Food movements (e.g., slow food, local food, urban food production)
Food movements have proliferated in recent history in the United States and around the world. Food movements today revolve around sustainable farming practices, farmers markets, localization and urbanization of food, restoration agriculture, Permaculture, cooperatives, and much more. These movements involve both activism and creating alternatives to the food systems we now have. Creating new systems that align with a more sustainable worldview of these people. Most recently, large food movements have been associated with the worldwide participation in anti-gentically modified organism (GMO) demonstrations, dubbed the March Against Monsanto, these demonstrations garnered an estimated two million participants.
(Short food movement promo video from Over Grow The System)
Other movements have been more focused on developing change through offering alternatives to the dominant food systems available. The emergence of farmers markets around the country have increased at a staggering rate, more than quadrupling in the number of markets since 1994. Farmers markets have many benefits to communities and farmers as well. Farmers get a higher return for products, and are able to earn good money while producing a relatively small amount of foodstuff. Communities are able to (at least those who can afford the generally higher prices) access fresh food that is more likely to be harvested at the fruit or vegetables peak of flavor and nutrition. This action keeps money circulating in the local economy and helps to perpetuate local business and builds resiliency.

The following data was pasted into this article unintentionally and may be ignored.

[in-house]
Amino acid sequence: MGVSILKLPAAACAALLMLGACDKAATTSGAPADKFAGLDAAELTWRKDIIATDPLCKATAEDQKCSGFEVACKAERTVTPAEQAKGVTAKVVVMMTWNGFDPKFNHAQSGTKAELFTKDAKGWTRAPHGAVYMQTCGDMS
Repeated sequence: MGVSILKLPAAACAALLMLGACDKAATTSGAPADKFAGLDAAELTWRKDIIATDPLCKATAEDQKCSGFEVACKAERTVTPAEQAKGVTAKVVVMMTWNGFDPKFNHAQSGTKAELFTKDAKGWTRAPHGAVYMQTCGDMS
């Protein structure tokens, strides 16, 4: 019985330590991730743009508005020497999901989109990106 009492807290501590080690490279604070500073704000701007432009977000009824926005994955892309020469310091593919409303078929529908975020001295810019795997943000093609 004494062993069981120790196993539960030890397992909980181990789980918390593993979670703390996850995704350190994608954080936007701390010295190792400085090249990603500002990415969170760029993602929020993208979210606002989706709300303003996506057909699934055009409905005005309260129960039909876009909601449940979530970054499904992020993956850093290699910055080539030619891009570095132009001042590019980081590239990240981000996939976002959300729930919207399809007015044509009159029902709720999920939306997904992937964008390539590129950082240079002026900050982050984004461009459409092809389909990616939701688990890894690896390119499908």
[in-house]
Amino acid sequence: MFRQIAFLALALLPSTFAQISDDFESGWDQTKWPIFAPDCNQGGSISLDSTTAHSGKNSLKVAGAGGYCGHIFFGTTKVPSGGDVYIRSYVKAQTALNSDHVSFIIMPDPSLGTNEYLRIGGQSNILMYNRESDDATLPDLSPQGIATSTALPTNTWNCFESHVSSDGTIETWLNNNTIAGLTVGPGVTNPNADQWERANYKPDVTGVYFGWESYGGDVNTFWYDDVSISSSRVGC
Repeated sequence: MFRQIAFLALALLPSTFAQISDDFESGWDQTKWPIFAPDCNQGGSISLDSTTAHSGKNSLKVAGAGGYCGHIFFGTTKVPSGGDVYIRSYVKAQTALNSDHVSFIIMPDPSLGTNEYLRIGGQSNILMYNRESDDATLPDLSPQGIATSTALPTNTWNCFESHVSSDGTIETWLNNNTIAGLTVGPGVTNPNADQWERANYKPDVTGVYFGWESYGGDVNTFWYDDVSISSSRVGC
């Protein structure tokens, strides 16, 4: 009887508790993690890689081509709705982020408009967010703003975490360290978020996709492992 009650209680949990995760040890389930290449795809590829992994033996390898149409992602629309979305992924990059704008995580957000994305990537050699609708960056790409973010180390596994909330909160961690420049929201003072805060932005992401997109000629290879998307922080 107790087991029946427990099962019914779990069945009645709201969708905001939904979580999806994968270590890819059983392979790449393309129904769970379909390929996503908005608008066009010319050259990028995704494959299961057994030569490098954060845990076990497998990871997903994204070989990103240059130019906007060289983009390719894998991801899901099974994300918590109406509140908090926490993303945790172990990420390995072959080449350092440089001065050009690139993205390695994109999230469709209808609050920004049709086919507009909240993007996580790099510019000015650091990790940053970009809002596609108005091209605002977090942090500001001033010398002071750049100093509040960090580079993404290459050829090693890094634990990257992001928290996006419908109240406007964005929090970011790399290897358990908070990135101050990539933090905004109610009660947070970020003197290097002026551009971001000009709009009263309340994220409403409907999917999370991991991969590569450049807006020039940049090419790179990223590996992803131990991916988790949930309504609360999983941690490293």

(CC Image of intercropping tomatoes and coffee in permaculture methodology (right) by Neil Palmer [GFDL (http://www.gnu.org/copyleft/fdl.html) or CC-BY-SA-3.0-2.5-2.0-1.0 (http://creativecommons.org/licenses/by-sa/3.0)], via Wikimedia Commons))
Resource websites that may help to build an understanding of the concepts (a small sample) follow:
Agroecological Restoration - globalrestorationnetwork.org
Traditional Food/Nutrition - westonaprice.org
The following references discuss a myriad of food issues that either revolve around food movements or can be seen as increasing impetus to their legitimization, recognition, and enactment by those interested in changing the current food systems by offering alternatives.
(CC Image of March Against Monsanto by Rosalee Yagihara from Vancouver, Canada (032A3231) [CC-BY-2.0 (http://creativecommons.org/licenses/by/2.0)], via Wikimedia Commons))